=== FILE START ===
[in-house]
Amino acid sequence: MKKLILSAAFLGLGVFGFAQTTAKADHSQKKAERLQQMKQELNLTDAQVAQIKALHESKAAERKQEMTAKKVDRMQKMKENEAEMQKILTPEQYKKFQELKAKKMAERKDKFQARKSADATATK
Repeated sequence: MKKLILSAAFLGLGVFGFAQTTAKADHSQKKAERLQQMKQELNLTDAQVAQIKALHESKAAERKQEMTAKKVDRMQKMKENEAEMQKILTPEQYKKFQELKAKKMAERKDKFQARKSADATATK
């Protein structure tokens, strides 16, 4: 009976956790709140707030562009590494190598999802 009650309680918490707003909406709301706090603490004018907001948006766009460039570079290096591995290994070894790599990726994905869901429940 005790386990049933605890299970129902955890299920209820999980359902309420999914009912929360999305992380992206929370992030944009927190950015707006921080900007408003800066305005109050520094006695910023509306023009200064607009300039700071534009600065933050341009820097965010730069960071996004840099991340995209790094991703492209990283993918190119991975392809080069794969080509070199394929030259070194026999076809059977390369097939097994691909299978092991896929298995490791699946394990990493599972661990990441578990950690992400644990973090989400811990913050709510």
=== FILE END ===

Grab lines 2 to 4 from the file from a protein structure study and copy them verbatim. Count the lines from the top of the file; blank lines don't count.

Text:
Amino acid sequence: MKKLILSAAFLGLGVFGFAQTTAKADHSQKKAERLQQMKQELNLTDAQVAQIKALHESKAAERKQEMTAKKVDRMQKMKENEAEMQKILTPEQYKKFQELKAKKMAERKDKFQARKSADATATK
Repeated sequence: MKKLILSAAFLGLGVFGFAQTTAKADHSQKKAERLQQMKQELNLTDAQVAQIKALHESKAAERKQEMTAKKVDRMQKMKENEAEMQKILTPEQYKKFQELKAKKMAERKDKFQARKSADATATK
């Protein structure tokens, strides 16, 4: 009976956790709140707030562009590494190598999802 009650309680918490707003909406709301706090603490004018907001948006766009460039570079290096591995290994070894790599990726994905869901429940 005790386990049933605890299970129902955890299920209820999980359902309420999914009912929360999305992380992206929370992030944009927190950015707006921080900007408003800066305005109050520094006695910023509306023009200064607009300039700071534009600065933050341009820097965010730069960071996004840099991340995209790094991703492209990283993918190119991975392809080069794969080509070199394929030259070194026999076809059977390369097939097994691909299978092991896929298995490791699946394990990493599972661990990441578990950690992400644990973090989400811990913050709510």